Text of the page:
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Malar J. 2015 Oct 29;14:421. doi: 10.1186/s12936-015-0946-2.

Inhaled nitric oxide as adjunctive therapy for severe malaria: a randomized controlled trial.

Author information

1
3-588D Edmonton Clinic Health Academy, University of Alberta, 11405 87 Ave NW, Edmonton, AB, T6G 1C9, Canada. mthawkes@utoronto.ca.
2
Sandra Rotman Centre for Global Health, MaRS Centre, University of Toronto, 101 College St TMDT 10-360A, Toronto, ON, M5G 1L7, Canada. andrea.conroy@gmail.com.
3
Global Health Uganda, Upper Paediatrics Office, Mulago Hospital, PO Box 33842, Plot 138, Upper Mawanda Road, Kawempe, Kampala, Uganda. opokabob@yahoo.com.
4
Sandra Rotman Centre for Global Health, MaRS Centre, University of Toronto, 101 College St TMDT 10-360A, Toronto, ON, M5G 1L7, Canada. laura.hermann@afrims.org.
5
Applied Health Research Centre, St Michael's Hospital, 250 Yonge St, 6th Floor, Toronto, ON, M5T 3M7, Canada. kevin.thorpe@utoronto.ca.
6
Sandra Rotman Centre for Global Health, MaRS Centre, University of Toronto, 101 College St TMDT 10-360A, Toronto, ON, M5G 1L7, Canada. chloe.mcdonald@mail.utoronto.ca.
7
Johns Hopkins School of Public Health, International Vaccine Access Center, 615 N Wolfe St, Baltimore, MD, 21205, USA. hanireally@gmail.com.
8
Sandra Rotman Centre for Global Health, MaRS Centre, University of Toronto, 101 College St TMDT 10-360A, Toronto, ON, M5G 1L7, Canada. sarah.higgins@mail.utoronto.ca.
9
Jinja Regional Referral Hospital, Plot 7, Nalufenya Road, Jinja, Uganda. somnamasopo@yahoo.com.
10
Department of Pediatrics, Indiana University, 702 Barnhill Dr, Room 5900, Indianapolis, IN, 46202, USA. chjohn@iu.edu.
11
Division of Infectious Disease, University of British Columbia, Rm D433, HP East, Vancouver Hospital, 2733 Heather Street, Vancouver, BC, V5Z-3J5, Canada. miller42@mail.ubc.ca.
12
Department of Medicine, University of Washington, 1959 NE Pacific Street, HSB RR-511, Box 356420, Seattle, WA, 98195-6420, USA. wcliles@medicine.washington.edu.
13
Sandra Rotman Centre for Global Health, MaRS Centre, University of Toronto, 101 College St TMDT 10-360A, Toronto, ON, M5G 1L7, Canada. kevin.kain@uhn.ca.

Abstract

BACKGROUND:

Severe malaria remains a major cause of childhood mortality globally. Decreased endothelial nitric oxide is associated with severe and fatal malaria. The hypothesis was that adjunctive inhaled nitric oxide (iNO) would improve outcomes in African children with severe malaria.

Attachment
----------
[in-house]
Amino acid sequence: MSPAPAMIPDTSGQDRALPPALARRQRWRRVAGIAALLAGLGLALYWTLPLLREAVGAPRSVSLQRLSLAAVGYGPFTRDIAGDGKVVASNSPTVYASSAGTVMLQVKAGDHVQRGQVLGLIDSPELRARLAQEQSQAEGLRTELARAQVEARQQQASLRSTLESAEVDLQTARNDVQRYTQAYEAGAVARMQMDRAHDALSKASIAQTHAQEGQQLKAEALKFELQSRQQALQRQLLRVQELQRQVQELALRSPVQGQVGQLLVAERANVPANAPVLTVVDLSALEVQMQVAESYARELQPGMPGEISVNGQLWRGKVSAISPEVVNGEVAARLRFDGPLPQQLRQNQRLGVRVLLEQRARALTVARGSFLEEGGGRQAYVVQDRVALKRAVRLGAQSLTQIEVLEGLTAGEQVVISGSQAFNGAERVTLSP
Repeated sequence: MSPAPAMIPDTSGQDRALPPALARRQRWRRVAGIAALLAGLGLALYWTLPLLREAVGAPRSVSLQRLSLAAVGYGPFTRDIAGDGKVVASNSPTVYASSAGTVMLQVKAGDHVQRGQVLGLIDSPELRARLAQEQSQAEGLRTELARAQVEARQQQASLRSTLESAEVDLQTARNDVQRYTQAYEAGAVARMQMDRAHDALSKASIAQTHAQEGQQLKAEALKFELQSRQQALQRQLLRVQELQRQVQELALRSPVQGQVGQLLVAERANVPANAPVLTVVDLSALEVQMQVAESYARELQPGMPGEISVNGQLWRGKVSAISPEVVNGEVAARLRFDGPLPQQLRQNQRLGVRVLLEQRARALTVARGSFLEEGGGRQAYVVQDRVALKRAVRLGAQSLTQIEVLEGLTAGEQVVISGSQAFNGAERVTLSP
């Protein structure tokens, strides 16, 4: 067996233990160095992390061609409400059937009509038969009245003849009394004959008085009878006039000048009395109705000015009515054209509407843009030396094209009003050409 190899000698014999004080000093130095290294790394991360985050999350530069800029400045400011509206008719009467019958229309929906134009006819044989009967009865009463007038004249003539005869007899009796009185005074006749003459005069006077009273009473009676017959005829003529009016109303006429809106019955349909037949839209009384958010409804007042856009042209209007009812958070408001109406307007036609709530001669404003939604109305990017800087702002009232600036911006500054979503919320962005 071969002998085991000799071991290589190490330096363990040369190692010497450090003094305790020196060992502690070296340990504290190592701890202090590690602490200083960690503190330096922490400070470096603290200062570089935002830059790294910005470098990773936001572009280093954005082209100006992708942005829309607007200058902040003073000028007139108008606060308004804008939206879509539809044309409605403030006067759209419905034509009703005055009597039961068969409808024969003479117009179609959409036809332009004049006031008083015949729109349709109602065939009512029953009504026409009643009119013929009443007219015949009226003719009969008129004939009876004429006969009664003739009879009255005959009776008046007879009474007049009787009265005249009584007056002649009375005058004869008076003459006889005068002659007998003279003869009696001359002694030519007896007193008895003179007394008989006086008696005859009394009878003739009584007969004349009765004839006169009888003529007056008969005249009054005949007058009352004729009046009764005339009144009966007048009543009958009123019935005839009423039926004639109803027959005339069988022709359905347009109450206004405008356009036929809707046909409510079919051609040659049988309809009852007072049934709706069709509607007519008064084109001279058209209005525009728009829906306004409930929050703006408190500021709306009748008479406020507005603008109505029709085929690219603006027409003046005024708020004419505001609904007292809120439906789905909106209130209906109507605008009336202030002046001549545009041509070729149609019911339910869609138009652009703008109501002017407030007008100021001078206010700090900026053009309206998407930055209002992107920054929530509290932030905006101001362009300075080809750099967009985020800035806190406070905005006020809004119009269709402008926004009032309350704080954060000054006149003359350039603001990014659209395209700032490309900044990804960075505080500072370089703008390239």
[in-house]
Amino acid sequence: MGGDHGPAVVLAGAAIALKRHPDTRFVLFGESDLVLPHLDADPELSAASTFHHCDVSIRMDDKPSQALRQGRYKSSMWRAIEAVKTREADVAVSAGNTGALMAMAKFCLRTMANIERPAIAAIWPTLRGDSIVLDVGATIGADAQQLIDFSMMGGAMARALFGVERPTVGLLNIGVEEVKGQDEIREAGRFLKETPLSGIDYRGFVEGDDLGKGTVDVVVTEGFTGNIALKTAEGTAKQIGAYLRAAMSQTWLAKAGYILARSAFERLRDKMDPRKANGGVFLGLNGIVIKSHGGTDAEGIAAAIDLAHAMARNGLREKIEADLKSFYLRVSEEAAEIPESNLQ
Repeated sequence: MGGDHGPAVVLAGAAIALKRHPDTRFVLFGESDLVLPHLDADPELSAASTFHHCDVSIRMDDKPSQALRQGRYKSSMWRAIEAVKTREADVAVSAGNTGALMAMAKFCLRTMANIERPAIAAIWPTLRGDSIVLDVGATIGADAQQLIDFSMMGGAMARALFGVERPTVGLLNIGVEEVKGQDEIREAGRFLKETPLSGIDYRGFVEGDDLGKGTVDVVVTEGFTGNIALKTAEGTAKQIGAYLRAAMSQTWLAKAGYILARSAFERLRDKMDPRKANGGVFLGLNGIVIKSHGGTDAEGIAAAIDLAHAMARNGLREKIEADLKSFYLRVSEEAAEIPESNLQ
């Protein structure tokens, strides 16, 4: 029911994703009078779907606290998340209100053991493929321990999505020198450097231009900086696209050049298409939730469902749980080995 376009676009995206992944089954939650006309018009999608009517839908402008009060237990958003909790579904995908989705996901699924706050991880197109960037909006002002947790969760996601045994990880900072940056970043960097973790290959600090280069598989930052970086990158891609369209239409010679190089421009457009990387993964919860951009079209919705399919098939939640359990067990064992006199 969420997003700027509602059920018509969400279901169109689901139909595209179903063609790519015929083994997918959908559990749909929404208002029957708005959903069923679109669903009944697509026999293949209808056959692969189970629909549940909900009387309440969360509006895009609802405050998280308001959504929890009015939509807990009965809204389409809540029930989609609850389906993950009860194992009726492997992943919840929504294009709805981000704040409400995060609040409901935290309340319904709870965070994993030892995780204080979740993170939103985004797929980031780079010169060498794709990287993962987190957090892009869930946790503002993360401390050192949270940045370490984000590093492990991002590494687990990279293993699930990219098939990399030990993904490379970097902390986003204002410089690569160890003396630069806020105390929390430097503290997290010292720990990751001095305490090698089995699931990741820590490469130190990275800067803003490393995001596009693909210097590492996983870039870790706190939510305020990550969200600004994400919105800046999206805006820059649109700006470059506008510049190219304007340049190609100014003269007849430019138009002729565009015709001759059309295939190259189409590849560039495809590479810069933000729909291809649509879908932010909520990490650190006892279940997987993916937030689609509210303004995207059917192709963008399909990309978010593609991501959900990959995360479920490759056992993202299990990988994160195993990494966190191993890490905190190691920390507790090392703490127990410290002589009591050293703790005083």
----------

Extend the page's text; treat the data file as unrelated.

METHODS:

A randomized, blinded, placebo-controlled trial of iNO at 80 ppm by non-rebreather mask versus room air placebo as adjunctive treatment to artesunate in children with severe malaria was conducted. The primary outcome was the longitudinal course of angiopoietin-2 (Ang-2), an endothelial biomarker of malaria severity and clinical outcome.

RESULTS:

One hundred and eighty children were enrolled; 88 were assigned to iNO and 92 to placebo (all received IV artesunate). Ang-2 levels measured over the first 72 h of hospitalization were not significantly different between groups. The mortality at 48 h was similar between groups [6/87 (6.9 %) in the iNO group vs 8/92 (8.7 %) in the placebo group; OR 0.78, 95 % CI 0.26-2.3; p = 0.65]. Clinical recovery times and parasite clearance kinetics were similar (p > 0.05). Methaemoglobinaemia >7 % occurred in 25 % of patients receiving iNO and resolved without sequelae. The incidence of neurologic deficits (<14 days), acute kidney injury, hypoglycaemia, anaemia, and haemoglobinuria was similar between groups (p > 0.05).

CONCLUSIONS:

iNO at 80 ppm administered by non-rebreather mask was safe but did not affect circulating levels of Ang-2. Alternative methods of enhancing endothelial NO bioavailability may be necessary to achieve a biological effect and improve clinical outcome.

TRIAL REGISTRATION:

ClinicalTrials.gov NCT01255215.

PMID:
26510464
PMCID:
PMC4625637
DOI:
10.1186/s12936-015-0946-2
[Indexed for MEDLINE]
Free PMC Article

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